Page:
ED: A Warning Sign for Heart Disease
by Dr. Ralph M. Sutherlin
Erectile dysfunction is often a hint of underlying heart disease. ED is a common phenomenon among men who have coronary heart disease. In many cases, ED might be the first clue that something is wrong with the cardiovascular system, thus erections serve as a barometer for overall health.
Coronary heart disease occurs when plaque builds up in the arteries, reducing blood flow to the heart and impairing the functioning of blood vessels. Healthy blood flow is also necessary for erectile function. One of the first stages of coronary heart disease is endothelial dysfunction, a condition in which the blood vessels cannot dilate (open) properly. Endothelial dysfunction often affects the blood vessels of the penis first.
From a purely mechanical perspective, an erection is a hydraulic event—extra blood must be delivered to the penis, kept there for a while, then drained away. An erection may not happen if something interferes with blood flow to the penis.
That something is often atherosclerosis, the artery-clogging process at the root of most angina (chest pain with exercise or stress), heart attacks, strokes, and other cardiovascular conditions. One result of this disease process is the accumulation of cholesterol-filled plaque inside the walls of the arteries. Plaque can inhibit blood flow through an artery.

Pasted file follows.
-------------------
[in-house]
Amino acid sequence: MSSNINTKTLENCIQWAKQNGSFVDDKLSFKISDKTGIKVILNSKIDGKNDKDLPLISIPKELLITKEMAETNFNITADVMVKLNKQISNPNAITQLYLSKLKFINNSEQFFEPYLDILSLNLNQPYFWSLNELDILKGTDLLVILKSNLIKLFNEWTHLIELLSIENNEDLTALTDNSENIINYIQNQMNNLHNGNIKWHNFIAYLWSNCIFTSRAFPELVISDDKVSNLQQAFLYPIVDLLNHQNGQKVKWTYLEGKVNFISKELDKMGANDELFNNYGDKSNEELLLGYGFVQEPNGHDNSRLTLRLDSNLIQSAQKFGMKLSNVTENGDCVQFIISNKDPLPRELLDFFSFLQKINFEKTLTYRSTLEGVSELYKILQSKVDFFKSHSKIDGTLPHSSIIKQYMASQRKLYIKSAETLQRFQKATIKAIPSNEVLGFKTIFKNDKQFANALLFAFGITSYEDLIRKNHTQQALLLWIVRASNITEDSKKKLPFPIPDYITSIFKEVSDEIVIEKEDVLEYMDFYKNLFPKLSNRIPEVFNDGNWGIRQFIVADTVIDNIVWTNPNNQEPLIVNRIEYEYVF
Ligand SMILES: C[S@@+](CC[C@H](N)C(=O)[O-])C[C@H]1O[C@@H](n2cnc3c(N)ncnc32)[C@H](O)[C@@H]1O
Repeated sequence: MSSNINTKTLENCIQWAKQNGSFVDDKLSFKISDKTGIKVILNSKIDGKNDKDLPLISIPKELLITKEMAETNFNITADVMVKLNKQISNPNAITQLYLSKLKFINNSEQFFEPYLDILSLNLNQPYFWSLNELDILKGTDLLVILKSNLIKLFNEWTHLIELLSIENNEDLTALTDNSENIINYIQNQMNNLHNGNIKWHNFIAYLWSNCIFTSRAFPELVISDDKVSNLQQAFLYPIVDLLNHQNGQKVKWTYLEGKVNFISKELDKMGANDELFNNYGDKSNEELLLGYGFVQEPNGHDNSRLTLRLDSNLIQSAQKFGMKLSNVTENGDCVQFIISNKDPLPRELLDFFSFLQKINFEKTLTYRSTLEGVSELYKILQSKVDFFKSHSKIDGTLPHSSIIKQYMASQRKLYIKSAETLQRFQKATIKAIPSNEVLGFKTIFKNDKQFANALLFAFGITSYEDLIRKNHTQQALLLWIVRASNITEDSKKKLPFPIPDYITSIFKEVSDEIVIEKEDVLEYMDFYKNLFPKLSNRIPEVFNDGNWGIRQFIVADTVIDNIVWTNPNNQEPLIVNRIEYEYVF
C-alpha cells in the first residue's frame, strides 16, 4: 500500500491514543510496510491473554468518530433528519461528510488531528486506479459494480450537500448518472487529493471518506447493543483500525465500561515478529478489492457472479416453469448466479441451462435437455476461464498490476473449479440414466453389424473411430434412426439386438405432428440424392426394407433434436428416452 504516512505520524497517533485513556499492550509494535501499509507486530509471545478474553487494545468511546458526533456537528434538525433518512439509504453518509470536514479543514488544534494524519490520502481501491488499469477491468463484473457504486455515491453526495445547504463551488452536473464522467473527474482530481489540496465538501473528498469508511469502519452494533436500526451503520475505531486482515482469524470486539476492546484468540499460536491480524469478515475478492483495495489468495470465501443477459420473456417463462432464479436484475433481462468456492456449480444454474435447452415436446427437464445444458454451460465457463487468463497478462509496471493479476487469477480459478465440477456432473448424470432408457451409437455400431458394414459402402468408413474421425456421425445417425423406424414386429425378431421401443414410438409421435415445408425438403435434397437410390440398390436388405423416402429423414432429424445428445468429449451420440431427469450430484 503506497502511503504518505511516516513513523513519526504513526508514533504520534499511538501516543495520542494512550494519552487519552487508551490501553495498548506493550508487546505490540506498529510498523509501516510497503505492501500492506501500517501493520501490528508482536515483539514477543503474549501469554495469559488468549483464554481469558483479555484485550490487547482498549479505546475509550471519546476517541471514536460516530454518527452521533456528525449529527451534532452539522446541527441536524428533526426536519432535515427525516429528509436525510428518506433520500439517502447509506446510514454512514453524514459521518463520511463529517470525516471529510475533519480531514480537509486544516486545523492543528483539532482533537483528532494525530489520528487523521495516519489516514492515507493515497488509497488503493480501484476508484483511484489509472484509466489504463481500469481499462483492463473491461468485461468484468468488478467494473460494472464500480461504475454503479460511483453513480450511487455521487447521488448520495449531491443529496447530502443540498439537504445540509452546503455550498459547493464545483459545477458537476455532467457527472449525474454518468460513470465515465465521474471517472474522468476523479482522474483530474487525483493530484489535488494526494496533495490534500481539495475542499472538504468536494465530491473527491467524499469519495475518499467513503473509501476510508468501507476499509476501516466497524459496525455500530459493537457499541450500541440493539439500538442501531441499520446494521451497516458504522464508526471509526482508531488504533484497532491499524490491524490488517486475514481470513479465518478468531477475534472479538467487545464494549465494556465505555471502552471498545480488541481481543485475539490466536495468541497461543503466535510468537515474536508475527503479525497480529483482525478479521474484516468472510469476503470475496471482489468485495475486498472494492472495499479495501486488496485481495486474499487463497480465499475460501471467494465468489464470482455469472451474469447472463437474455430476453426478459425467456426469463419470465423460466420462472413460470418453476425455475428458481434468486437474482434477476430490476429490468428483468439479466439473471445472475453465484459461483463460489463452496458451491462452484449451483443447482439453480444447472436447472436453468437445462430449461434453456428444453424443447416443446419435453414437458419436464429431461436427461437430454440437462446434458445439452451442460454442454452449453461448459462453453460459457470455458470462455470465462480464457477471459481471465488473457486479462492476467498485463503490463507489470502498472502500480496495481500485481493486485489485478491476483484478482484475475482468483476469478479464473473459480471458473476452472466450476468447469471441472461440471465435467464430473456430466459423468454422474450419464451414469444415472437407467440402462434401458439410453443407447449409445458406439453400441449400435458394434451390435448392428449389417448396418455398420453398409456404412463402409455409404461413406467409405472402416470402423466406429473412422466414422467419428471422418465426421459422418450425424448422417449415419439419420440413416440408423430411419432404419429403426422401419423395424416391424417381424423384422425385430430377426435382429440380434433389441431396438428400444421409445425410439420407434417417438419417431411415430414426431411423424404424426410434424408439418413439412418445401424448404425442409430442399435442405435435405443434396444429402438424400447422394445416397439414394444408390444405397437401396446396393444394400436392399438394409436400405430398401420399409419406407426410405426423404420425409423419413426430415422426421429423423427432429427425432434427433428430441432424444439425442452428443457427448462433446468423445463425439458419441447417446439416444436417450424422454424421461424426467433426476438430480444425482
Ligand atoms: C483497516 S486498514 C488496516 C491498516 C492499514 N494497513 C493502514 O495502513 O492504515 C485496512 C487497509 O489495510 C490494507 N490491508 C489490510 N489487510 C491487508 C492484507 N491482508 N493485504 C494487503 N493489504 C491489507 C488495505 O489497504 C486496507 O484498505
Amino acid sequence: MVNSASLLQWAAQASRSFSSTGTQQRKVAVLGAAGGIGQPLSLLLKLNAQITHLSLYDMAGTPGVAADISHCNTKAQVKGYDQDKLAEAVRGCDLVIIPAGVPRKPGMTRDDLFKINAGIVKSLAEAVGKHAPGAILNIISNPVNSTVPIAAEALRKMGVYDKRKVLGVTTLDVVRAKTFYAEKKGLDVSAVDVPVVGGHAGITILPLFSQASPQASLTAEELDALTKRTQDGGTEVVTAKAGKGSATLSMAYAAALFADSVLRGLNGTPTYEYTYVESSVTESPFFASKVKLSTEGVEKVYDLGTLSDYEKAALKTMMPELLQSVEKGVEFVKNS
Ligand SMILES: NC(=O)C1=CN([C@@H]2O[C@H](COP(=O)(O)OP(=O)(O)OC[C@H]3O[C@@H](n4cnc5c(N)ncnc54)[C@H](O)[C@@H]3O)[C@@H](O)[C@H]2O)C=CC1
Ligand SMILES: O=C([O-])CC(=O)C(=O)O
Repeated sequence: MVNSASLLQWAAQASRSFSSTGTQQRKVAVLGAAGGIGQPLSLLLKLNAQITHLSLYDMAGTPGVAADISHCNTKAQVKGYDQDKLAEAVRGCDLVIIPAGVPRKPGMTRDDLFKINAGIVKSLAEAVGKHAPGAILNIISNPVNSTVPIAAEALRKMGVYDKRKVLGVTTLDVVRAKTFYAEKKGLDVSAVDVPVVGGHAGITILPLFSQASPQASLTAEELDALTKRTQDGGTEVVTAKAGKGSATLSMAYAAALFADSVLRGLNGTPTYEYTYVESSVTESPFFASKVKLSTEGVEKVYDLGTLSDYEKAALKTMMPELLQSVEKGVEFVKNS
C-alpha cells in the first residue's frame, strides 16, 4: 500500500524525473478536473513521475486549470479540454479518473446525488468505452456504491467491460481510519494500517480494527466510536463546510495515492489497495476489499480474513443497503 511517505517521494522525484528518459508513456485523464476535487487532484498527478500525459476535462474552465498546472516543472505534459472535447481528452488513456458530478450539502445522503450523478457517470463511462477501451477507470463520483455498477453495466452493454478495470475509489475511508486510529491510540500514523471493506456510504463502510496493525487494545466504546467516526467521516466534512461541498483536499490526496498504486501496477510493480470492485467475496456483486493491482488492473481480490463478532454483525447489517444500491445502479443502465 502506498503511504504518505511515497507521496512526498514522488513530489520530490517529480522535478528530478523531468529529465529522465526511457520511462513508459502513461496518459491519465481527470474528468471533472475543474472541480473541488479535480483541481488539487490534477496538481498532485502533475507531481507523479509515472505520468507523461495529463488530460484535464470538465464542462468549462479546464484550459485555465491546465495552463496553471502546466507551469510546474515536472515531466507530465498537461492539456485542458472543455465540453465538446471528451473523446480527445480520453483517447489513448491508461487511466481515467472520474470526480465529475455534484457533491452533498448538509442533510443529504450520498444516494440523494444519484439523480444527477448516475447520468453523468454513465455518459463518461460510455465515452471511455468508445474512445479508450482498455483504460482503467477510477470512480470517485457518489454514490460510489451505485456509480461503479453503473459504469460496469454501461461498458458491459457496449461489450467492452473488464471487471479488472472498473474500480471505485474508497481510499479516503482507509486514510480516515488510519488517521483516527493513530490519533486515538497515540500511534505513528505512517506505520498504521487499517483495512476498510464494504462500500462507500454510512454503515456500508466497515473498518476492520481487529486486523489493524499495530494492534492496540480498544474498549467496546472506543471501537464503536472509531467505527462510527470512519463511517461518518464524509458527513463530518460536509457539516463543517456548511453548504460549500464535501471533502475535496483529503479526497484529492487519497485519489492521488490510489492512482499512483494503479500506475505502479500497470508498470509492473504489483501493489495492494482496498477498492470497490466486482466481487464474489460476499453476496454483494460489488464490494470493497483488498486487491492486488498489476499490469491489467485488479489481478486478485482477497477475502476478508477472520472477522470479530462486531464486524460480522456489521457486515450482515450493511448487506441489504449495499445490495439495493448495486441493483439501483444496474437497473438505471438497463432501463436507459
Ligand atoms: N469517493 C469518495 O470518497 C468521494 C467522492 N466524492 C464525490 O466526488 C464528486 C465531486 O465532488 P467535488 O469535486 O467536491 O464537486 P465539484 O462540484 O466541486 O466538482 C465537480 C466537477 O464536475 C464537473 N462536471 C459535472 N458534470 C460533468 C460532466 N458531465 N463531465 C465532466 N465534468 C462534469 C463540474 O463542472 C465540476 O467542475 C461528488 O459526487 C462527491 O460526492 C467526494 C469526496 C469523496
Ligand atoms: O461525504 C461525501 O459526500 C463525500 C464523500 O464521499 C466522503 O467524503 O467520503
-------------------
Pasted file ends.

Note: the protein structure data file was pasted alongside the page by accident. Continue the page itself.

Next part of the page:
The effect on health depends on what tissue or organ the plaque-damaged artery nourishes. Plaque in a coronary artery can cause angina (chest pain with exercise or stress) or a heart attack. In an artery in the brain, it can cause memory loss, dementia, or stroke. Atherosclerosis in arteries supplying the penis can prevent the increase in blood flow needed to start or sustain an erection.
Fortunately, there are several ways to combat erectile dysfunction. Simple lifestyle changes like losing weight, exercising more, or stopping smoking can help. Viagra and other erectile dysfunction drugs work for some men. Devices and therapy can also help.
Men with ED experienced more than twice the number of heart attacks, strokes and cardiovascular death than men without ED. Erectile dysfunction is a risk factor and an important early predictor for heart attacks and strokes.
Men who have ED should undergo a comprehensive cardiovascular evaluation. Please call Dr. Ralph Sutherlin at Preventive Health Medical Institute for a complimentary office visit: 208-813-9292
If you have questions or comments, please email to: email@example.com.
Dr Ralph Sutherlin is the only elite member of the BaleDoneen Method for Preventive Cardiology in Idaho. Consultations available at Preventive Health Medical Institute (208) 813-9292